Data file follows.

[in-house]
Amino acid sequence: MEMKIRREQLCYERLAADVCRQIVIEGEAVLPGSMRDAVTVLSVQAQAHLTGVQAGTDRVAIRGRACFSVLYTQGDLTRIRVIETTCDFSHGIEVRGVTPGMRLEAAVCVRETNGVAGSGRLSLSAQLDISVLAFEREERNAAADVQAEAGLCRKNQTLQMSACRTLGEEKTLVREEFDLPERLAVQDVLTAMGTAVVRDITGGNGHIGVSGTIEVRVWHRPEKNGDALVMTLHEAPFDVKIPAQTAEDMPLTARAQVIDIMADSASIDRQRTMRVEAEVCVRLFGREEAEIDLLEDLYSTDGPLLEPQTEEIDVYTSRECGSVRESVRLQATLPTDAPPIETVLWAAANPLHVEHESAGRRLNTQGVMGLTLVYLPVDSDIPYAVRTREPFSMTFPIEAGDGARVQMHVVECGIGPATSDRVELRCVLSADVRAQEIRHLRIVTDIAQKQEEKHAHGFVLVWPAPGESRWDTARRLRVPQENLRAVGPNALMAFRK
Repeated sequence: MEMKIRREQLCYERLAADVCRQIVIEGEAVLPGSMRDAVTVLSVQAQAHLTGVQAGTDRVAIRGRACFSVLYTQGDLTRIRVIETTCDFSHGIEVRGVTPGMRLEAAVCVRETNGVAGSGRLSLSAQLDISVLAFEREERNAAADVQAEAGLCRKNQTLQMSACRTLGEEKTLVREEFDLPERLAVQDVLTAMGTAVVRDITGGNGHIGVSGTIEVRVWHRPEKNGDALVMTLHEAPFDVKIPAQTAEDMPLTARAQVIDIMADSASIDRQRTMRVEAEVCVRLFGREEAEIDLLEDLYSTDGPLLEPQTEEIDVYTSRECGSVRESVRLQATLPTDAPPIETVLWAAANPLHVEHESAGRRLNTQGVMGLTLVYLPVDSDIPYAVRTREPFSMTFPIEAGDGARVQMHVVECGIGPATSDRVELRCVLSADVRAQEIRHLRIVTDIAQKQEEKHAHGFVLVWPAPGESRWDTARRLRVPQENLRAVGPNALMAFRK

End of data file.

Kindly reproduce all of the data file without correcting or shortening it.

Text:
[in-house]
Amino acid sequence: MEMKIRREQLCYERLAADVCRQIVIEGEAVLPGSMRDAVTVLSVQAQAHLTGVQAGTDRVAIRGRACFSVLYTQGDLTRIRVIETTCDFSHGIEVRGVTPGMRLEAAVCVRETNGVAGSGRLSLSAQLDISVLAFEREERNAAADVQAEAGLCRKNQTLQMSACRTLGEEKTLVREEFDLPERLAVQDVLTAMGTAVVRDITGGNGHIGVSGTIEVRVWHRPEKNGDALVMTLHEAPFDVKIPAQTAEDMPLTARAQVIDIMADSASIDRQRTMRVEAEVCVRLFGREEAEIDLLEDLYSTDGPLLEPQTEEIDVYTSRECGSVRESVRLQATLPTDAPPIETVLWAAANPLHVEHESAGRRLNTQGVMGLTLVYLPVDSDIPYAVRTREPFSMTFPIEAGDGARVQMHVVECGIGPATSDRVELRCVLSADVRAQEIRHLRIVTDIAQKQEEKHAHGFVLVWPAPGESRWDTARRLRVPQENLRAVGPNALMAFRK
Repeated sequence: MEMKIRREQLCYERLAADVCRQIVIEGEAVLPGSMRDAVTVLSVQAQAHLTGVQAGTDRVAIRGRACFSVLYTQGDLTRIRVIETTCDFSHGIEVRGVTPGMRLEAAVCVRETNGVAGSGRLSLSAQLDISVLAFEREERNAAADVQAEAGLCRKNQTLQMSACRTLGEEKTLVREEFDLPERLAVQDVLTAMGTAVVRDITGGNGHIGVSGTIEVRVWHRPEKNGDALVMTLHEAPFDVKIPAQTAEDMPLTARAQVIDIMADSASIDRQRTMRVEAEVCVRLFGREEAEIDLLEDLYSTDGPLLEPQTEEIDVYTSRECGSVRESVRLQATLPTDAPPIETVLWAAANPLHVEHESAGRRLNTQGVMGLTLVYLPVDSDIPYAVRTREPFSMTFPIEAGDGARVQMHVVECGIGPATSDRVELRCVLSADVRAQEIRHLRIVTDIAQKQEEKHAHGFVLVWPAPGESRWDTARRLRVPQENLRAVGPNALMAFRK